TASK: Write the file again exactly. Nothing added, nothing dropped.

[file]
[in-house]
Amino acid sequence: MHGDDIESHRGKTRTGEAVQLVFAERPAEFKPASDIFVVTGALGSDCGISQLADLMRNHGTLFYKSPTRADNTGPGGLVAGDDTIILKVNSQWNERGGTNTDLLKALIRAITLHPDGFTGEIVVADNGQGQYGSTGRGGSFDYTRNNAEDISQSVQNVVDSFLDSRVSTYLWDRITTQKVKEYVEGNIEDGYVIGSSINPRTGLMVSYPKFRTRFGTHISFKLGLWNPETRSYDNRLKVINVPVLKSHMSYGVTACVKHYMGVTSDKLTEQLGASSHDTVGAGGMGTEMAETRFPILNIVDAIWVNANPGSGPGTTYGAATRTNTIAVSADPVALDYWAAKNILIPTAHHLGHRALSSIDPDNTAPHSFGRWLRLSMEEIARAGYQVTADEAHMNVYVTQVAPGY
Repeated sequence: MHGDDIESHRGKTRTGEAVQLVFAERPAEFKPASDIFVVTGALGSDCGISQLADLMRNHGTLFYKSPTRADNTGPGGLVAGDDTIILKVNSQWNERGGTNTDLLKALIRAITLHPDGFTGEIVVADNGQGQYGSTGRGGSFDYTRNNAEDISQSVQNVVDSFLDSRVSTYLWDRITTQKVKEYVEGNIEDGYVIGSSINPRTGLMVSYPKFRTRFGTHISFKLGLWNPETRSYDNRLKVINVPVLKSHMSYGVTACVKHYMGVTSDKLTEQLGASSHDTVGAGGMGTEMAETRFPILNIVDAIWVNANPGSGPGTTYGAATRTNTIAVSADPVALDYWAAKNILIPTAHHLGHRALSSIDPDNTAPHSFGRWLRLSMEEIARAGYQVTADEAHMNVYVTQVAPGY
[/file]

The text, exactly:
[in-house]
Amino acid sequence: MHGDDIESHRGKTRTGEAVQLVFAERPAEFKPASDIFVVTGALGSDCGISQLADLMRNHGTLFYKSPTRADNTGPGGLVAGDDTIILKVNSQWNERGGTNTDLLKALIRAITLHPDGFTGEIVVADNGQGQYGSTGRGGSFDYTRNNAEDISQSVQNVVDSFLDSRVSTYLWDRITTQKVKEYVEGNIEDGYVIGSSINPRTGLMVSYPKFRTRFGTHISFKLGLWNPETRSYDNRLKVINVPVLKSHMSYGVTACVKHYMGVTSDKLTEQLGASSHDTVGAGGMGTEMAETRFPILNIVDAIWVNANPGSGPGTTYGAATRTNTIAVSADPVALDYWAAKNILIPTAHHLGHRALSSIDPDNTAPHSFGRWLRLSMEEIARAGYQVTADEAHMNVYVTQVAPGY
Repeated sequence: MHGDDIESHRGKTRTGEAVQLVFAERPAEFKPASDIFVVTGALGSDCGISQLADLMRNHGTLFYKSPTRADNTGPGGLVAGDDTIILKVNSQWNERGGTNTDLLKALIRAITLHPDGFTGEIVVADNGQGQYGSTGRGGSFDYTRNNAEDISQSVQNVVDSFLDSRVSTYLWDRITTQKVKEYVEGNIEDGYVIGSSINPRTGLMVSYPKFRTRFGTHISFKLGLWNPETRSYDNRLKVINVPVLKSHMSYGVTACVKHYMGVTSDKLTEQLGASSHDTVGAGGMGTEMAETRFPILNIVDAIWVNANPGSGPGTTYGAATRTNTIAVSADPVALDYWAAKNILIPTAHHLGHRALSSIDPDNTAPHSFGRWLRLSMEEIARAGYQVTADEAHMNVYVTQVAPGY